The chapter starts with an overview of the Query Store, which automatically captures the history of queries, execution plans, and runtime statistics. It is possible to force the query processor to use one of the previously faster plans, and thus restore performance.

The usefulness of the Query Store is examined briefly with reference to: Plan Regressions, SQL Server Upgrades, and Application/​Hardware Changes. Next, its architecture is examined before looking at enabling, disabling, and using the Query Store functionality.

There’s a useful section on performance troubleshooting, probably the primary reason for using Query Store. There’s particular emphasis on the “Top Resource Consuming Queries” report. The Query Store can be useful for identifying queries that have not completed (e.g. C# default command timeout is 30 seconds).

Since SQL Server 2017, Query Store can record information about waits stats at the database level (as opposed to the more typical instance level). This can be useful for troubleshooting the underlying causes of waits per database (remember we have a DMV for session-level waits too for even finer granularity).

Finally, we look at Live Query Statistics, this allows you to view a query plan while the query is still executing, allowing real-time troubleshooting of problems. Helpfully, this 2016 functionality can also be used in SQL Server 2014.

This chapter provides a useful overview of the problems that the Query Store and Live Query Statistics can help investigate and solve. There’s a useful reminder that forcing the query plan is typically not a good long-term solution (cf. the use of hints) – since data and schema can change. There’s a useful reminder that SSMS includes an execution plan comparison tool, which should help with troubleshooting plan differences and the impact on performance.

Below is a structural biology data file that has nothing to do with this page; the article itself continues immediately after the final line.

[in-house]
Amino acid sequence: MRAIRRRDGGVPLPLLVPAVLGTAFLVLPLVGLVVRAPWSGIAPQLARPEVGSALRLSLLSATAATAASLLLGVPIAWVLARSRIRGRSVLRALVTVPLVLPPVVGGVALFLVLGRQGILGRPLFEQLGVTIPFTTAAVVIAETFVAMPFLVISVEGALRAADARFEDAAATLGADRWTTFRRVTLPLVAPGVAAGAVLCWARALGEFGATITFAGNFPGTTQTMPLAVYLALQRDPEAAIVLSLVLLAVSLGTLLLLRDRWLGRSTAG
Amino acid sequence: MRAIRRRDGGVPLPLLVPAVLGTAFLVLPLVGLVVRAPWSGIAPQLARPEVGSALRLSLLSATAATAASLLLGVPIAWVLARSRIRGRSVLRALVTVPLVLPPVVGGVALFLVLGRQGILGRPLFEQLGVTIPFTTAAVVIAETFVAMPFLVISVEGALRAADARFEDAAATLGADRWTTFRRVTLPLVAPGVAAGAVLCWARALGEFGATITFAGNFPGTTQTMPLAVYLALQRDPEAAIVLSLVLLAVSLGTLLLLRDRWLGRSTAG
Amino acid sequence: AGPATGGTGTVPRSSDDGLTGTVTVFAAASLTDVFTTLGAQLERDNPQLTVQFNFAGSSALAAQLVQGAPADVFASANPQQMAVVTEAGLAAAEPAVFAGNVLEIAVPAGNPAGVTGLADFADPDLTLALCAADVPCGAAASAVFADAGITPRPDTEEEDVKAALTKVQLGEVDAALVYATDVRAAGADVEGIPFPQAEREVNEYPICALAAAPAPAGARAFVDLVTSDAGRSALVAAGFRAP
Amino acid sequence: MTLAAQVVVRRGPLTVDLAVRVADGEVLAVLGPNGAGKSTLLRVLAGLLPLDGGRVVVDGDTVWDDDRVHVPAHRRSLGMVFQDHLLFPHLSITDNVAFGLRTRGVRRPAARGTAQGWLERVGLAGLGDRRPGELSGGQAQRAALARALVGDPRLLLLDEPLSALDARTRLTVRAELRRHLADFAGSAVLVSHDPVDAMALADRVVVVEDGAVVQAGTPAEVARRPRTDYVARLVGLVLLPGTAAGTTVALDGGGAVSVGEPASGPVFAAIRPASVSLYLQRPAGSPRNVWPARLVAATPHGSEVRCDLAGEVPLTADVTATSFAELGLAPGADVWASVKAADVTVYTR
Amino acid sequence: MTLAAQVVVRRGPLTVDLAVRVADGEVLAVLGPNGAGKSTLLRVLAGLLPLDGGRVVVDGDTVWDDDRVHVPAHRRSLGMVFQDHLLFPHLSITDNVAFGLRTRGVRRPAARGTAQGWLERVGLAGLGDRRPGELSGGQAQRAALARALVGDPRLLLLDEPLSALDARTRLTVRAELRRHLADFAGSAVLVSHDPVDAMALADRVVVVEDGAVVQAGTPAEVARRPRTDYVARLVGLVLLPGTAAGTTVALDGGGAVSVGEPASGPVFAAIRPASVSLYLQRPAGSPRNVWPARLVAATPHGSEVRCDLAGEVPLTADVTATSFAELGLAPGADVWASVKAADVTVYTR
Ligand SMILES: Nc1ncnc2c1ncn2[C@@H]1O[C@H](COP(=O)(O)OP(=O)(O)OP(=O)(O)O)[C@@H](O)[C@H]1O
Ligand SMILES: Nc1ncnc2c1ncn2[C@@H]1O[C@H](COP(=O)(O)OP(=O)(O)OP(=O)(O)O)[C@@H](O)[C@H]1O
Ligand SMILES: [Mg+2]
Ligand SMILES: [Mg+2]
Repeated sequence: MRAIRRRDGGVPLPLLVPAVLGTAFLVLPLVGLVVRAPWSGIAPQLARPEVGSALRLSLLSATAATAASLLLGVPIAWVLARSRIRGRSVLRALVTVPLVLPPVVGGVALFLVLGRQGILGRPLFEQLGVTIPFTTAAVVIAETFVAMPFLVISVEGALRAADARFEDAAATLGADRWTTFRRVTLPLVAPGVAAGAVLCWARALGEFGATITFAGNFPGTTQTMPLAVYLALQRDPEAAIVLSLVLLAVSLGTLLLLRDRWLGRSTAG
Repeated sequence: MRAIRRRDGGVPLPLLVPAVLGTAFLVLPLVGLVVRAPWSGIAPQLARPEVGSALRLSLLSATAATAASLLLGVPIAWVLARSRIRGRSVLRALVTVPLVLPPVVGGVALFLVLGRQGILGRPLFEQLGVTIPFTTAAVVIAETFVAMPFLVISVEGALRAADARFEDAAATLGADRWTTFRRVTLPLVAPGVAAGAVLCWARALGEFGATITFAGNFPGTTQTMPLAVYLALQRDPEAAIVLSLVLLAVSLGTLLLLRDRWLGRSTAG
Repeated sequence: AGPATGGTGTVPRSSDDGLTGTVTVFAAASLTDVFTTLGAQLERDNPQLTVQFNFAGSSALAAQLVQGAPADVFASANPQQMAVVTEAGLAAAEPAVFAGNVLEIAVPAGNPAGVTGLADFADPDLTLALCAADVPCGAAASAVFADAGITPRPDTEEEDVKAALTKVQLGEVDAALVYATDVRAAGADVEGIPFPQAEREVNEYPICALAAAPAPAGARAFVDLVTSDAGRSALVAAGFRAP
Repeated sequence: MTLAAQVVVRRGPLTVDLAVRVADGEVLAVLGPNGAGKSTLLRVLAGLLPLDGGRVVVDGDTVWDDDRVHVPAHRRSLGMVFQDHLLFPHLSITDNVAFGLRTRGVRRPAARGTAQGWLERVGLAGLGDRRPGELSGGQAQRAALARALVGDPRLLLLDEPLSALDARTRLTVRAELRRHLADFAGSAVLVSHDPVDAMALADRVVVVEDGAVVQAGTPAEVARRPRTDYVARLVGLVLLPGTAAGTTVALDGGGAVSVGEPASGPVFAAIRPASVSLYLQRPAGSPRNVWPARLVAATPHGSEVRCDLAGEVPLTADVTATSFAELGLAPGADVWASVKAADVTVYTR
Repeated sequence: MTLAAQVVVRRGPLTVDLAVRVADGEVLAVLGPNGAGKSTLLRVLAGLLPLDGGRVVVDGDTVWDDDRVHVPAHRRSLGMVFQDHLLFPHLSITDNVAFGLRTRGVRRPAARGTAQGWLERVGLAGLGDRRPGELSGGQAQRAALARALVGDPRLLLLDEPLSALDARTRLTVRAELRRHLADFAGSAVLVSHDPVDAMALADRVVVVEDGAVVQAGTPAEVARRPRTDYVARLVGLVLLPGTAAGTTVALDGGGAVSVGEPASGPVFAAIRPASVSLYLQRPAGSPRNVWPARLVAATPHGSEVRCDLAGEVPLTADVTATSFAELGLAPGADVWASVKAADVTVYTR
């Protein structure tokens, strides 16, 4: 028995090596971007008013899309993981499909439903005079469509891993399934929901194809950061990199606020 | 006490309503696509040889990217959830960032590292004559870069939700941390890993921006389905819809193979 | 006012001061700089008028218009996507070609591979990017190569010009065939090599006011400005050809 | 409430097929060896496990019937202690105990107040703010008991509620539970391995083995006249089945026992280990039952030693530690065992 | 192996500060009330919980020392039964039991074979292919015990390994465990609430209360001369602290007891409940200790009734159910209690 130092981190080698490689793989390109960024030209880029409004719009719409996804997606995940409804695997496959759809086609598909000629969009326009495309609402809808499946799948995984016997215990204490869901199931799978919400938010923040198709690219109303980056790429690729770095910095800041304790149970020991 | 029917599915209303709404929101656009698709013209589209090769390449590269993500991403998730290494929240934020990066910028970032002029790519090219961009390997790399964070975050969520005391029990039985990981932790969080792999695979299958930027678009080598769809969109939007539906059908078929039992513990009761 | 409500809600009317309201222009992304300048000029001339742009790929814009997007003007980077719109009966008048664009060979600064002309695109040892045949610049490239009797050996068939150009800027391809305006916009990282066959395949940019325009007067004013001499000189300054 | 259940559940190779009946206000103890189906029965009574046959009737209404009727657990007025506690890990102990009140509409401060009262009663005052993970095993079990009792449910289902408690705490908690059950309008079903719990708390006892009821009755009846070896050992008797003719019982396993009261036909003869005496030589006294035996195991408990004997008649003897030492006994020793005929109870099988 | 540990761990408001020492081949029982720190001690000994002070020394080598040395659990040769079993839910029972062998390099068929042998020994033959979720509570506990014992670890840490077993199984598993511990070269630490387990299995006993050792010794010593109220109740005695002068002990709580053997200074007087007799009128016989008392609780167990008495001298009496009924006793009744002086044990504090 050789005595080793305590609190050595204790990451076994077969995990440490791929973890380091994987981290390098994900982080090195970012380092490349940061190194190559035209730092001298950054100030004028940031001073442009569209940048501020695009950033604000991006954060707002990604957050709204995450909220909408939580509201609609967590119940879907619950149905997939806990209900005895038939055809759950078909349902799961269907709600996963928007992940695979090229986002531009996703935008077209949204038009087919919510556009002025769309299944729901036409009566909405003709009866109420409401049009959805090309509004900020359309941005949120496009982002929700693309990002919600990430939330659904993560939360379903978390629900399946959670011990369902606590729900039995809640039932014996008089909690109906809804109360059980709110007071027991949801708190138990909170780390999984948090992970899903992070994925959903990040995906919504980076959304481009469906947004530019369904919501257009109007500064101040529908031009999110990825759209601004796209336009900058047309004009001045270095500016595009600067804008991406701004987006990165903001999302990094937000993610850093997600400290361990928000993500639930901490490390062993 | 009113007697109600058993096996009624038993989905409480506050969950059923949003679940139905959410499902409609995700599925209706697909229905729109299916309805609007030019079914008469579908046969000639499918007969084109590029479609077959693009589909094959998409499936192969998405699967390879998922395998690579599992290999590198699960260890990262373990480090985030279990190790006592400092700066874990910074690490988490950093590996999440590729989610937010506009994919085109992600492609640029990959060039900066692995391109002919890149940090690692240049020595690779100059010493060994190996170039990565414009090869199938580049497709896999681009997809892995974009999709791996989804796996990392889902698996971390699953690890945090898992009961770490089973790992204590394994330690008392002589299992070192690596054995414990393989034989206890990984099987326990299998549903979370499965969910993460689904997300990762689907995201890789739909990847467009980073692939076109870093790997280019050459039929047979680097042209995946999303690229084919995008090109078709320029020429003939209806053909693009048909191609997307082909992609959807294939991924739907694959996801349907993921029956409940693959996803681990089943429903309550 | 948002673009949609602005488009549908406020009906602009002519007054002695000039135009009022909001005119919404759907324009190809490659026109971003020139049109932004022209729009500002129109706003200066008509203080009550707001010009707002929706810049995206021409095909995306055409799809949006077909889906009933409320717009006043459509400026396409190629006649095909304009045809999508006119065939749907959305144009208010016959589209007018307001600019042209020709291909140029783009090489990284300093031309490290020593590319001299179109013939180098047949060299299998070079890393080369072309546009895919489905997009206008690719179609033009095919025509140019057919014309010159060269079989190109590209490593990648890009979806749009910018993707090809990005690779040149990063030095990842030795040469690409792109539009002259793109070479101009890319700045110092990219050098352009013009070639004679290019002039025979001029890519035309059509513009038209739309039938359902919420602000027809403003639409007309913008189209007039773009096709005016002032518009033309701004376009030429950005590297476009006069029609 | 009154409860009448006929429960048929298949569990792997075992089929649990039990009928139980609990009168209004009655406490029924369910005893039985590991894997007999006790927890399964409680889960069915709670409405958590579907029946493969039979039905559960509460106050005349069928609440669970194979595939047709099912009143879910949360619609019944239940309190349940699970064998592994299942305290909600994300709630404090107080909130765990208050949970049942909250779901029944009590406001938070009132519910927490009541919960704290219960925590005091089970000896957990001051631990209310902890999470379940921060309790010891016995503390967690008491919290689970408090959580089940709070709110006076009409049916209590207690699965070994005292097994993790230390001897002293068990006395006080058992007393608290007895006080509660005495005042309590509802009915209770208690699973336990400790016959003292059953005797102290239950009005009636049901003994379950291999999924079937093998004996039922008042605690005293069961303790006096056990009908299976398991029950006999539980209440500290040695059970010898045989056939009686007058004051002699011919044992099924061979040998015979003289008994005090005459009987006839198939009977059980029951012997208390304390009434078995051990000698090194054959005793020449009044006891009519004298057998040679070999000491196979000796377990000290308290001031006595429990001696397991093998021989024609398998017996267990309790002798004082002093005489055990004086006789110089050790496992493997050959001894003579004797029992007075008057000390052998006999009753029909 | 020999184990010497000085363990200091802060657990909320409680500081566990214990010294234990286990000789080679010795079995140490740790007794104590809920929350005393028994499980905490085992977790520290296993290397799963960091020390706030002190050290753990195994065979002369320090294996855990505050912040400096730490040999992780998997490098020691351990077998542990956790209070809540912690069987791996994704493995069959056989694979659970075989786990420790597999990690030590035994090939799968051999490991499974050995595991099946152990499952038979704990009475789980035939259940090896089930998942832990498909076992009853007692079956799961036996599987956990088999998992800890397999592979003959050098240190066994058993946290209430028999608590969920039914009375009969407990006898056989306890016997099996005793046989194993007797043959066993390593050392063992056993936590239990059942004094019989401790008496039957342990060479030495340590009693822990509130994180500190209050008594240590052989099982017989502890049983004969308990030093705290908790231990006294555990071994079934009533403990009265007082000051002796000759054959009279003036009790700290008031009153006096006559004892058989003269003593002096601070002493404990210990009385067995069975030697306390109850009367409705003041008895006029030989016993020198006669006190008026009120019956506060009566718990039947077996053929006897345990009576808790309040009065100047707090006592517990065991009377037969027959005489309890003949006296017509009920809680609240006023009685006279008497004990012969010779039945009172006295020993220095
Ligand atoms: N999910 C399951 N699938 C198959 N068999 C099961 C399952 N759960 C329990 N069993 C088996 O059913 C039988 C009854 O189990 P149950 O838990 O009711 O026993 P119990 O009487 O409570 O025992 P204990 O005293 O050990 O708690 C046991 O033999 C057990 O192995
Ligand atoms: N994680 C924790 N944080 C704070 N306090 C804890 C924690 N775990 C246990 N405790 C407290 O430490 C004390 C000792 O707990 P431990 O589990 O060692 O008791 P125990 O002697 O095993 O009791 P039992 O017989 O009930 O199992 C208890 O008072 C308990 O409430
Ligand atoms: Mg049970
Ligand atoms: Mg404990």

Chapter 7​ SQL Server In-Memory Technologies 

The declining cost of memory, together with improvements in hardware, allowed a change in architecture from disk-based storage to faster in-memory storage. In-Memory tables were introduced, with various limitations (e.g. no foreign keys), in SQL Server 2014, many of these limitations have been progressively removed in the later releases.

The chapter looks at In-Memory’s origin, its structures (e.g. hash indexes), its concurrency model (no locks or latches), and its advantages (typically significantly improved performance). Various migration tools are outlined (e.g. Table Memory Optimizer Advisor), followed by a discussion on natively compiled modules (SQL code compiled to fast C code).

Next, the related feature of columnstore indexes is examined. Here the data is stored in a column-wise fashion (instead of row-wise), which can offer significant space and performance advantages. Again, the initial 2012 product release had various limitations (e.g. read-only), in the later releases the data is updateable. Various helpful code examples are discussed.  

The chapter ends with a look at the various options for operational analytics, discussing the traditional disk-based tables and the advantages of an architecture that uses the latest In-Memory tables (implementing updateable columnstore indexes on In-Memory tables). Interesting solutions using read-only secondary replicas and columnstore filtered indexes are discussed. The idea of replacing a basic data warehouse with in-memory columnstore indexes on OLTP tables looks interesting.

This chapter provides a useful overview of some of the later SQL Server technologies, with the later product releases having progressively less limitations.

Last Updated ( Tuesday, 30 March 2021 )